For this reason, LCL shipping takes longer than its counterpart. Individuals involved in product manufacture, distribution, or both must find a balance between cost-effectiveness and timely delivery — two essential factors in business processes.

Full Container Load (FCL)

FCL shipping entails renting the entire container for shipment. It is quicker but more expensive than its counterpart. Shippers can swiftly load the container without delays. They can also manage their freight business contracts personally and select the best shipping routes for their goods.

They would, however, bear the full rental cost of the entire container, even if they don’t fill it up with goods. This shipping option is excellent for importers who are more concerned about quick delivery.

Ideal Container Shipping Option

Shippers with large shipments — beyond 15 CBM — will require FCL shipping to ensure that their goods are delivered completely and on schedule. They don’t have to transport these items twice because the shipping container is large enough to accommodate them.

Importers have various volume options for their shipments, depending on how large they are. For example, they can use load their cargo into a 20ft dry shipping container or a 45ft high cube cargo worthy shipping container.

LCL shipping might be a better option if they have a smaller cargo and don’t need it delivered quickly. In contrast, Importers with perishable, fragile, or high-value goods should avoid this shipping option to prevent damage or waste.

How About Goods That Can’t Fit Into a 40ft Container?

Breakbulk shipping is required for cargo that is extremely voluminous or large to fit inside a conventional 40ft container. Such items are packaged and shipped individually.

Container Shipping Paperwork

Importers are to provide necessary documents for international container shipping to ensure trouble-free product delivery. A commercial invoice, a Bill of Lading, a Letter of Credit, a customs authorization, a Certificate of Origin, and a packing list are just a few examples.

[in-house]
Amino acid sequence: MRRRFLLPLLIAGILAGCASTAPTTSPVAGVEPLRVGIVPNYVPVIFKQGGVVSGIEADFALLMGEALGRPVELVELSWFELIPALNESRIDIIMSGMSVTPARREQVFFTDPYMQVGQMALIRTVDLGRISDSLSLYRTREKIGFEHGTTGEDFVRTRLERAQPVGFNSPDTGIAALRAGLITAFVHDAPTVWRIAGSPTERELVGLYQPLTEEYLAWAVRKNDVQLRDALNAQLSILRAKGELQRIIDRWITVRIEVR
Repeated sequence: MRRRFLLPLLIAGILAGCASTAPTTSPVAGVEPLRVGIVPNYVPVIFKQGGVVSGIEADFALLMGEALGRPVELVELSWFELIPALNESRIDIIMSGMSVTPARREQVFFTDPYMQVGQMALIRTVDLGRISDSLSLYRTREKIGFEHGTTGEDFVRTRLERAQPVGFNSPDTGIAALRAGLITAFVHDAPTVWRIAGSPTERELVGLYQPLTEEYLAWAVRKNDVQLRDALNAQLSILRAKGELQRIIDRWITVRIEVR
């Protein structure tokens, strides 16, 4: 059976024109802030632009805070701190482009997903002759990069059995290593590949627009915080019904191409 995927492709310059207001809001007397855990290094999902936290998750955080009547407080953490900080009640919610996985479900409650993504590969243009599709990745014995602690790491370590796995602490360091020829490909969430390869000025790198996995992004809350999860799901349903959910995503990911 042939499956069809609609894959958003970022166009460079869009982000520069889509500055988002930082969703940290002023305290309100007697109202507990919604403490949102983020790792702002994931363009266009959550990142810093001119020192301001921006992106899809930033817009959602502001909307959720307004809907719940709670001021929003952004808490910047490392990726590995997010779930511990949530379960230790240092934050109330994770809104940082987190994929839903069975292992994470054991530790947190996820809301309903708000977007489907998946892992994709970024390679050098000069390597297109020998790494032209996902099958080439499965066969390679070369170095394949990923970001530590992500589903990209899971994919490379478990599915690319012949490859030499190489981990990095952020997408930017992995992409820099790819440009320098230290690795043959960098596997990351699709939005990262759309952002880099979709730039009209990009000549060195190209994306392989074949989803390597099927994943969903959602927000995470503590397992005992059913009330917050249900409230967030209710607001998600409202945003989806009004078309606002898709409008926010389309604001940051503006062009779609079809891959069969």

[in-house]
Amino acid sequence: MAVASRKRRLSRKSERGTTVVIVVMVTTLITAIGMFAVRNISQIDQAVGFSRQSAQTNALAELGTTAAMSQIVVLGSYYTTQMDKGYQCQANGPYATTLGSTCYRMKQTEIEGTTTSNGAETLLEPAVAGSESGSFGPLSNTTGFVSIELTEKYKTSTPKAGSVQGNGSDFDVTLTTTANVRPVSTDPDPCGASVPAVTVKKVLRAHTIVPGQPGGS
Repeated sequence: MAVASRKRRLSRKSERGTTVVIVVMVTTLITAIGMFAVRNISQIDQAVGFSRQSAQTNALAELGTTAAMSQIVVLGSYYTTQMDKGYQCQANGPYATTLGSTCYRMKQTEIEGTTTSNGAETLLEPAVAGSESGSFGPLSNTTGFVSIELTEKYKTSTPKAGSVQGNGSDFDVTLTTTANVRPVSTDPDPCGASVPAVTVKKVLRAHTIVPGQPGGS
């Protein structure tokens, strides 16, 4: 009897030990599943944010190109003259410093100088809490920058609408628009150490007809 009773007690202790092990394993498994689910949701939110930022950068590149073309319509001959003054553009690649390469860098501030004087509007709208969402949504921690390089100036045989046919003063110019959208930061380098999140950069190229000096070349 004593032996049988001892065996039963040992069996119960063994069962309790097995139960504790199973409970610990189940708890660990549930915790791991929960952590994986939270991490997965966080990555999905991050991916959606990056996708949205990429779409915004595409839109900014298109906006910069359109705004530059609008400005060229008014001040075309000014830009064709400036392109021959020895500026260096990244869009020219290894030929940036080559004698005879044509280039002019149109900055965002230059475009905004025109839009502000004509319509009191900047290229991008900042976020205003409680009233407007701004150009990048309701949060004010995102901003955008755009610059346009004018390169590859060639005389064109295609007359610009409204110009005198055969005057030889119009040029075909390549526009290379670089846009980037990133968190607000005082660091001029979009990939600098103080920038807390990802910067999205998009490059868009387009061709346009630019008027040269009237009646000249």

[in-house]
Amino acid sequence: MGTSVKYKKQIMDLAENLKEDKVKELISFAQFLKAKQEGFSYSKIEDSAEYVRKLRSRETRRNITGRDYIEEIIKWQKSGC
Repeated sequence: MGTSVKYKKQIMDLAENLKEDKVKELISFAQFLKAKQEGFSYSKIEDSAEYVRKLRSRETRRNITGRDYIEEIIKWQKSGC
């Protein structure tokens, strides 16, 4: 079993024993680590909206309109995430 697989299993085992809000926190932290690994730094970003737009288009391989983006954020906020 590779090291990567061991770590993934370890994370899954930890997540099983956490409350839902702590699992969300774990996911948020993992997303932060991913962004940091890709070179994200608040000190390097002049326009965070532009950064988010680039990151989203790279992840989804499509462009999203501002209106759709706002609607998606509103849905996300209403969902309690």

Customs clearance is required for goods imported into Canada. Depending on the cargo type, additional papers such as licenses, permits, and certifications may be requested. Once the importer’s paperwork meets the Canadian customs’ requirements, the products will be cleared from the port.

Keep in mind that if the cargo is transported through LCL, it will be consolidated before the importer picks it up at the cargo port or wait for it to arrive at a designated pick-up location.

List of Cargo for Container Shipping

Ocean freight shipping provides a platform for importers to move different types of cargo into Canada. It is not as stringent as air freight. Shippers can import items, like:

  • Dry bulk cargo
  • Dried food
  • Motor and non-motor vehicles
  • Equipment, machinery, and machinery components
  • Gas-based fuels, including petroleum, crude oil, CNG, LNG, and volatile fuels

Importers can ship these products in large quantities using FCL shipping.

Final Thoughts

The container shipping industry is not only about moving goods but fulfilling the expectations of importers and exporters. This means that these shippers must work seamlessly with freight forwarders and other entities to ease the product shipment processes, including the Canada Border Services Agency (CBSA)

Shippers must also consider several factors when organizing a shipment. These include the chosen port location, the cargo type, whether the shipment is LCL or FCL, and the choice of the shipping carrier. By doing so, they can ensure seamless product delivery.